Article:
Not all NOLA takes on the Benny go back a hundred years. Take, for instance, Arnaud’s, a Big Easy institution since 1918.
By the mid to late ‘90s, staying current for Arnaud’s meant finding ways to adhere to tradition while keeping a spark of creativity alight. Enter eggs Fauteux. “It was a riff on smoked salmon,” says current proprietor Katy Casbarian, “which is not indigenous to our waters, but pompano was plentiful. You really weren't seeing that on menus in New Orleans at all then. Now, of course, you see smoked trout and smoked catfish dip on menus here all the time. But we were the first to be featuring a house-smoked gulf fish the same way one would enjoy a smoked salmon, with the traditional accoutrements of capers, eggs, onions, and toast points, and it’s to die for. So it was just a natural fit to put on an English muffin with a poached egg and a little hollandaise sauce.”
This, of course, is the essence of what makes eggs Fauteux [pronounced “PHO-to”] so emblematic of New Orleans. Instead of shipping in salmon from the Alaska to smoke, we just find a fish right here in the Gulf of Mexico that’ll do the job just as nicely. “Pompano is a great fish to smoke,” Casbarian says, “because it has a high fat content, so it picks up that great smoky flavor without drying the fish out.”
As for that name? “The trend at the time for grand dame restaurants was to name special dishes for regular guests or significant people associated with the restaurant, and Marshall Fauteux was a long-time manager here. He was actually the lunch and brunch maitre’d. The person had to have a strong bond with the restaurant, and the dish needed a strong Creole French name, and ‘Fauteux’ hit all the marks. Well, even though it’s Canadian French, but close enough!”
Cochon de Lait Eggs Benedict
While the old heavy hitters of New Orleans Creole fine dining are in the French Quarter, there’s one exceptional outlier: Commander’s Palace, in the Garden District. Swathed handsomely in baby blue and white, Commander’s has been the culinary home to both Paul Prudhomme and Emeril Lagasse, not to mention Jamie Shannon, current chef Tory McPhail, and local culinary heroes like Frank Brigtsen and Greg Sonnier. And, like its Creole kin, Commander’s delights in the first meal of the day.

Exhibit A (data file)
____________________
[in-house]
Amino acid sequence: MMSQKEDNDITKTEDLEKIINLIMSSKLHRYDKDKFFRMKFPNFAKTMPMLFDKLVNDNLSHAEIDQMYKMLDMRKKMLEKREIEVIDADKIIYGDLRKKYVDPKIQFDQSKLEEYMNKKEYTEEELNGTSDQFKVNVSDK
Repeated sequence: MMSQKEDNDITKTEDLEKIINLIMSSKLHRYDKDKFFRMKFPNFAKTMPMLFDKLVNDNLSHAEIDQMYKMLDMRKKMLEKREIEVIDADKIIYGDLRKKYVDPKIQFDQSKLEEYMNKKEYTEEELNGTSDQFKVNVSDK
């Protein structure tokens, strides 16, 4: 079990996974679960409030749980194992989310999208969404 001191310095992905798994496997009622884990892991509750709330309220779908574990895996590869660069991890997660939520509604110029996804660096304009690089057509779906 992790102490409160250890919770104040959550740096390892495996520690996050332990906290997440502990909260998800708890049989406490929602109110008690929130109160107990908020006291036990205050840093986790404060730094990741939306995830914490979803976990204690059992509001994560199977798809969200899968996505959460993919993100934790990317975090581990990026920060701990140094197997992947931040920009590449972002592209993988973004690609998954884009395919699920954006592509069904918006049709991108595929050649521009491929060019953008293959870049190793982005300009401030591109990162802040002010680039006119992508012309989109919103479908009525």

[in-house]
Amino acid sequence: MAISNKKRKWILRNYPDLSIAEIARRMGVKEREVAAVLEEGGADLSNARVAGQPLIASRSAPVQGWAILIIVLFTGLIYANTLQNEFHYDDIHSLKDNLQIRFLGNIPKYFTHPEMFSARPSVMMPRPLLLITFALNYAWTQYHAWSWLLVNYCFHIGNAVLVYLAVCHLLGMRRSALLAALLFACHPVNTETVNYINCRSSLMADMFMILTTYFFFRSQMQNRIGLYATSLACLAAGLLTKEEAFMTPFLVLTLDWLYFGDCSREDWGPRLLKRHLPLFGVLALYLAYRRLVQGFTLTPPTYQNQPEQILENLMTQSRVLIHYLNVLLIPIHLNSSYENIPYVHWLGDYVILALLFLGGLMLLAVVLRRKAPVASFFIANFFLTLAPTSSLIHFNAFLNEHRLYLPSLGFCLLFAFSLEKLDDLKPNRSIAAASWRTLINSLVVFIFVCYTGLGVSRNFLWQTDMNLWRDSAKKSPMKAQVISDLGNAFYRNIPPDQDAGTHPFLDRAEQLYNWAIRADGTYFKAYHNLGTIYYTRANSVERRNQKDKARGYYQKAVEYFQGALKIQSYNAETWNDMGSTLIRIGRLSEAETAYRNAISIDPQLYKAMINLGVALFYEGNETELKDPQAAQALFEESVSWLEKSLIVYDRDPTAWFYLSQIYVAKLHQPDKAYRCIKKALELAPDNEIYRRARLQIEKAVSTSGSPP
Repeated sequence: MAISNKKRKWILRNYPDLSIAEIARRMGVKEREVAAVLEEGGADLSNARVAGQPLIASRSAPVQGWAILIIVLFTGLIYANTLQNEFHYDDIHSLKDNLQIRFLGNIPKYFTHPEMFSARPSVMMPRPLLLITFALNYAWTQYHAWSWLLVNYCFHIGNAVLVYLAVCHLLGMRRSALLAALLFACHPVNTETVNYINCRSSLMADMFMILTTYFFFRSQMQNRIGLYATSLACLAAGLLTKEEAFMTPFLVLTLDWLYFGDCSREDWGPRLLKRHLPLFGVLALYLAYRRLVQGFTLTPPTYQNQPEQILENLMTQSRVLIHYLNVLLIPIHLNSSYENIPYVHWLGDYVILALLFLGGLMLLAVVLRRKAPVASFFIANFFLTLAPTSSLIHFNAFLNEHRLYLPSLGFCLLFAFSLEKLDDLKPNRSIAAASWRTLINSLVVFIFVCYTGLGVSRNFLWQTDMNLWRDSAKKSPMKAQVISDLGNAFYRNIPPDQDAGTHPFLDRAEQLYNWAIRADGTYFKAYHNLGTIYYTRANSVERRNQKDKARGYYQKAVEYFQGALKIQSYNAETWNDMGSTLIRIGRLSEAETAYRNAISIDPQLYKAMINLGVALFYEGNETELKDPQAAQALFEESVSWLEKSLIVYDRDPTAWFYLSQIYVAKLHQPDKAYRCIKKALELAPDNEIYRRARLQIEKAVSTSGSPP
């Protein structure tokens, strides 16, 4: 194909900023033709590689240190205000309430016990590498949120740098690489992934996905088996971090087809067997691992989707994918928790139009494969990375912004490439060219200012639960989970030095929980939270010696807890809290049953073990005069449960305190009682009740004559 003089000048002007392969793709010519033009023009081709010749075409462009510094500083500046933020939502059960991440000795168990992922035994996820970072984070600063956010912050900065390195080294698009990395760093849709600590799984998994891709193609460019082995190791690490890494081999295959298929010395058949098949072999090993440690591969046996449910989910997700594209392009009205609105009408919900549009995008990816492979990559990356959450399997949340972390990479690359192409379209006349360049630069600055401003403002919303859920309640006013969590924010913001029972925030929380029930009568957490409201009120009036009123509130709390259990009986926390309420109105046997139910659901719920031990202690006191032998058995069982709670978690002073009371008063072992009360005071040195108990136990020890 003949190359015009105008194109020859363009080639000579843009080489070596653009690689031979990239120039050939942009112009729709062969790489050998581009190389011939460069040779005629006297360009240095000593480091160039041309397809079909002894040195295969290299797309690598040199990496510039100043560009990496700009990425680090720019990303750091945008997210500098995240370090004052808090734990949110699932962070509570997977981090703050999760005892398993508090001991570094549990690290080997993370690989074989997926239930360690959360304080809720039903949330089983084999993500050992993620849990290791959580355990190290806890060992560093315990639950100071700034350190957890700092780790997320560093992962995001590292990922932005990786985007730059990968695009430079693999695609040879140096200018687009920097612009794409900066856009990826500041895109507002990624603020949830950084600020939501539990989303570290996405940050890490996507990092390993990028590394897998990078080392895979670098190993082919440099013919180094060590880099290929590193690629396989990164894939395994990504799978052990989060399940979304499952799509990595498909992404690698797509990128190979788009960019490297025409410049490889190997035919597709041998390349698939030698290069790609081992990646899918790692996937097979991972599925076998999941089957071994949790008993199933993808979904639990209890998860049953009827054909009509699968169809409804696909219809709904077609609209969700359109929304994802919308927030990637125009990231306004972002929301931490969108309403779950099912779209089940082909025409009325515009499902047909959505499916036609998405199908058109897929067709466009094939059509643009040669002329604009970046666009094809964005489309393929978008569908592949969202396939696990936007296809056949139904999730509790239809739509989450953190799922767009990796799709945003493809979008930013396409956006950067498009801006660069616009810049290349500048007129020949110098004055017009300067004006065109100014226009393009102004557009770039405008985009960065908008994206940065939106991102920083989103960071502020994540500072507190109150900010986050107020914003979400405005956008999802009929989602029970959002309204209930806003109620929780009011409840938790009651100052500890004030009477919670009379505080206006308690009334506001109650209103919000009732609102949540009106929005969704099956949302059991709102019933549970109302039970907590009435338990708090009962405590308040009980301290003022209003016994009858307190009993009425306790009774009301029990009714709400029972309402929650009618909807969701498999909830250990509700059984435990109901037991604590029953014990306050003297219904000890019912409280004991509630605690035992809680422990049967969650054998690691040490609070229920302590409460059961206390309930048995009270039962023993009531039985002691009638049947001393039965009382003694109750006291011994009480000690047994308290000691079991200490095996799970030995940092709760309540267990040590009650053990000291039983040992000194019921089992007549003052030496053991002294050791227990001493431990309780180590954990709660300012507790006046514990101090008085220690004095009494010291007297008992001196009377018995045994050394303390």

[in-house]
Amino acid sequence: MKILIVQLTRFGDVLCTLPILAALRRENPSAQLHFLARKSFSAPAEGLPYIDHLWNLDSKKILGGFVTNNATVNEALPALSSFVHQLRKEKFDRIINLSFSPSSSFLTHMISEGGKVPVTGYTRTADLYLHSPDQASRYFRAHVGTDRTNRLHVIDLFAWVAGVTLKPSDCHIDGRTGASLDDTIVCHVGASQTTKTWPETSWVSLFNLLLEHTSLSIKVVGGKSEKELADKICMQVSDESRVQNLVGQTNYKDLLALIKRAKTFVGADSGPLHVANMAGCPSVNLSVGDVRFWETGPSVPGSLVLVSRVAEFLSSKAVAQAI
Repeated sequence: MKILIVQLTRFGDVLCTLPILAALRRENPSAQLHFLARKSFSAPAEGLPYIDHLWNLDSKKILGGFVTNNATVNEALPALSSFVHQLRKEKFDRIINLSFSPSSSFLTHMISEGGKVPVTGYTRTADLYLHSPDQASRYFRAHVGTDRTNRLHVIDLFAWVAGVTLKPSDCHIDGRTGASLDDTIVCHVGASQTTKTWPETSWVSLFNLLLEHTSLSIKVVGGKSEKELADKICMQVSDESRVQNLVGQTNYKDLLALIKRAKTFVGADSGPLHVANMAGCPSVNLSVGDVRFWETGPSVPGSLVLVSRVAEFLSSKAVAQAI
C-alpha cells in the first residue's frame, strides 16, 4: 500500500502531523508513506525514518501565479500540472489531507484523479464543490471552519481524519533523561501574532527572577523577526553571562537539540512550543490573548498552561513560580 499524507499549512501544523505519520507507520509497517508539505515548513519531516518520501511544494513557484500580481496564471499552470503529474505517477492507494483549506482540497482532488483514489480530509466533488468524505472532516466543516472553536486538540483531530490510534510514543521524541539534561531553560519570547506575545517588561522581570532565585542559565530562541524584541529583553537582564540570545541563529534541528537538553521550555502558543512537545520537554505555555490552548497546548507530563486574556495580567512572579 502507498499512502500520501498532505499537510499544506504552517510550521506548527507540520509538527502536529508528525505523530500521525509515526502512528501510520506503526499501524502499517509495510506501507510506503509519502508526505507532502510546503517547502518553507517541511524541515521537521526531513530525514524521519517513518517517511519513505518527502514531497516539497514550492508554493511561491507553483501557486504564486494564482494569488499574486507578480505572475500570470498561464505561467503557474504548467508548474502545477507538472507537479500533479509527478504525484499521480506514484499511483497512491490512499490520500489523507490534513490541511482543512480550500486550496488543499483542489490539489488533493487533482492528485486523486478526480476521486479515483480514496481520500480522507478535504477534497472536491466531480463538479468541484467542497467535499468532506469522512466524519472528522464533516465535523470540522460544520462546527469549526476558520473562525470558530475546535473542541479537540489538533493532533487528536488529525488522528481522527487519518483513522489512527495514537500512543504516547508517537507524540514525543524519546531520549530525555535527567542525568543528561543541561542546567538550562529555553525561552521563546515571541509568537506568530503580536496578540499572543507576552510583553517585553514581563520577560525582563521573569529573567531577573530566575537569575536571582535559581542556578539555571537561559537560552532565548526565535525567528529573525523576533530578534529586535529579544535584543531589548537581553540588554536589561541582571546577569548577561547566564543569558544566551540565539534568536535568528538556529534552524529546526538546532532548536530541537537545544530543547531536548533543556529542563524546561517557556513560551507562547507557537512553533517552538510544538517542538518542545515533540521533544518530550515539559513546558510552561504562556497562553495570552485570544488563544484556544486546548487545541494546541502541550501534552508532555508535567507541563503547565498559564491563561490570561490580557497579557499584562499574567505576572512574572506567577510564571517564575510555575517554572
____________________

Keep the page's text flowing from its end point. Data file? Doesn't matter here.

"I love eggs. Eggs paid for my education! They're a big part of what we do,” says Ti Adelaide Martin, Commander’s current co-proprietor. But when it comes to a Benedict, Ti’s not a fan.
“The truth is, I don't think eggs Benedict is very good,” she says. “Historically we get this horrifically hard Holland rusk that you couldn't eat, and that would slide all over your plate and into your lap and everything else, and sometimes a not-so-great piece of ham, and hollandaise... These are good ideas, but really, it’s kind of a tough dish. Not always executed really well.”
So, back in the mid ‘90s, the Commander’s team, then led by Jamie Shannon, wanted to jazz up what they thought was a tired classic. Shannon decided to retire the Canadian bacon for roasted pork loin, substitute a buttermilk biscuit for the muffin, and add tasso to the hollandaise. All it needed was a name.
“He's sitting there one day with my mom [Ella Brennan], and said, 'Well, we can't call this eggs Benedict. Even though it's the same ingredients, people are going to be weirded out that it's not exactly the same thing. So they were just sitting there at the kitchen table, and Mom said, "Tell me your wife's name,' and he said, 'Jeanette.' And she said, 'That is so perfect for New Orleans.' So we called it eggs Jeanette. We've been doing versions of it ever since, with many tweaks and changes along the way. It's kinda hard to beat.”
The current incarnation, now called “Cochon de Lait Eggs Benedict,” is a slightly changed version of the original eggs Jeanette, with a black pepper buttermilk biscuit, pork shoulder smoked over pecan shells and mesquite for 16 hours, a mushroom fricassee, and poached eggs topped with that spicy, smoky tasso hollandaise.
"It's unique, definitely something I haven't seen anywhere else,” sous chef Amy Mehrtens says. “It's really a testament to Jamie Shannon’s time as chef here. It's got all of those great Southern qualities: it’s got the pulled pork, it's got the biscuit, it's got something creamy and fatty and delicious. You have the eggs, and then you have the gravy to pull it all together, so it's very Southern to me, but also very New Orleans."